“If we believe not, yet he abideth faithful; he cannot deny himself.” 2 Tim. 2:13
Then came the question, is there no rescue? Must it be thus to the end–constant conflict, and too often defeat? How could I preach with sincerity that, to those who receive Jesus, “to them gave he power to become the sons of God” (i.e., Godlike) when it was not so in my own experience? Instead of growing stronger, I seemed to be getting weaker and to have less power against sin; and no wonder, for faith and even hope were getting low. I hated myself, I hated my sin, yet gained no strength against it. I felt I was a child of God. His Spirit in my heart would cry, in spite of all, “Abba, Father.” But to rise to my privileges as a child, I was utterly powerless.
I thought that holiness, practical holiness, was to be gradually attained by a diligent use of the means of grace. There was nothing I so much desired as holiness, nothing I so much needed; but far from in any measure attaining it, the more I strove after it, the more it eluded my grasp, until hope itself almost died out, and I began to think that–perhaps to make heaven the sweeter–God would not give it down here. I do not think that I was striving to attain it in my own strength. I knew I was
powerless. I told the Lord so, and asked Him to give me help and strength. Sometimes I almost believed that He would keep and uphold me; but on looking back in the evening–alas! there was but sin and failure to confess and mourn before God.
I would not give you the impression that this was the only experience of those long, weary months. It was a too frequent state of soul, and that towards which I was tending, which almost ended in despair. And yet, never did Christ seem more precious; a Savior who could and would save such a sinner!… And sometimes there were seasons not only of peace but of joy in the Lord; but they were transitory, and at best there was a sad lack of power. Oh, how good the Lord has been in bringing this conflict to an end!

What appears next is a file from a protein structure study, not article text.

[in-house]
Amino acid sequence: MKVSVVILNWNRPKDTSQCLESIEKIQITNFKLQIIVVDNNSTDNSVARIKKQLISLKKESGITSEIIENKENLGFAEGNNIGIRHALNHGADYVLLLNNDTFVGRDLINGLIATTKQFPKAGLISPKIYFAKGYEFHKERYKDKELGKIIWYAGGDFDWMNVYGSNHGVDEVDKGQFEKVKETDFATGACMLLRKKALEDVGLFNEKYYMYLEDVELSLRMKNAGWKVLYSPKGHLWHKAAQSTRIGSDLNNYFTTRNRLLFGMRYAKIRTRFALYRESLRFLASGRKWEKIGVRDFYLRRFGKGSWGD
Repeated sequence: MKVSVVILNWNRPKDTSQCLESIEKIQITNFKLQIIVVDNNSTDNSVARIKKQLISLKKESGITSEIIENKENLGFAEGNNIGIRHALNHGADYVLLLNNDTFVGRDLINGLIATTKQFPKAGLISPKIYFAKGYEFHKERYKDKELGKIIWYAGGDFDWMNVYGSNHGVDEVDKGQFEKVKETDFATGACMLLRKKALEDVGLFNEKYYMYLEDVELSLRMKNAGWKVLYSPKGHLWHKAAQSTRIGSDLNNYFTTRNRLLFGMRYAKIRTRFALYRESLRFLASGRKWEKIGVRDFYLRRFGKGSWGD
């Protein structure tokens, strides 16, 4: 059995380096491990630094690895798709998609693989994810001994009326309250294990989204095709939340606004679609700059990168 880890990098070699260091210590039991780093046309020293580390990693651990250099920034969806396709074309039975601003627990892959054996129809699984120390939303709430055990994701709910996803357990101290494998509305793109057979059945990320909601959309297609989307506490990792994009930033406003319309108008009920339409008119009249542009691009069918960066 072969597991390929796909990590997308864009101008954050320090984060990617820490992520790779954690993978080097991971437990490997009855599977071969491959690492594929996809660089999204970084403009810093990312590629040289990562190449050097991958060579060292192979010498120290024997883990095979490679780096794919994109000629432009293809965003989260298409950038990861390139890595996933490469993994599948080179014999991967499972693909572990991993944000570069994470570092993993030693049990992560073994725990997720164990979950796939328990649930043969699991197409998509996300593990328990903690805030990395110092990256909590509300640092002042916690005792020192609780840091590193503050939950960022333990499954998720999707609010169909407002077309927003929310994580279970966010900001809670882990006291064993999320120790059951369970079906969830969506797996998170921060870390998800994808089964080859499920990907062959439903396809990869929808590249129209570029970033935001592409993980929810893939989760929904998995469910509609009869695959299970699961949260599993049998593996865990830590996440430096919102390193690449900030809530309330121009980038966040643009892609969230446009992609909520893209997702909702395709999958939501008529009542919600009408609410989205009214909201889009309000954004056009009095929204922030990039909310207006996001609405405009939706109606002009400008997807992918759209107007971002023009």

All the time I felt assured that there was in Christ all I needed, but the practical question was–how to get it out. He was rich truly, but I was poor; He was strong, but I weak. I knew full well that there was in the root, the stem, abundant fatness, but how to get it into my puny little branch was the question. As gradually light dawned, I saw that faith was the only requisite–was the hand to lay hold on His fullness and make it mine. But I had not this faith. I strove for faith, but it would not come; I tried to exercise it, but in vain. Seeing more and more the wondrous supply of grace laid up in Jesus, the fullness of our precious Savior, my guilt and helplessness seemed to increase. Sins committed appeared but as trifles compared with the sin of unbelief which was their cause, which could not or would not take God at His word, but rather made Him a liar! Unbelief was I felt the damning sin of the world; yet I indulged in it. I prayed for faith, but it came not. What was I to do?
When my agony of soul was at its height, a sentence in a letter from dear McCarthy was used to remove the scales from my eyes, and the Spirit of God revealed to me the truth of our oneness with Jesus as I had never known it before. McCarthy, who had been much exercised by the same sense of failure but saw the light before I did, wrote (I quote from memory): “But how to get faith strengthened? Not by striving after faith, but by resting on the Faithful One.”
As I read, I saw it all! “If we believe not, he abideth faithful.” I looked to Jesus and saw (and when I saw, oh, how joy flowed!) that He had said, “I will never leave thee.” “Ah, there is rest!” I thought. “I have striven in vain to rest in Him. I’ll strive no more. For has not He promised to abide with me–never to leave me, never to fail me?” From a letter written by Hudson Taylor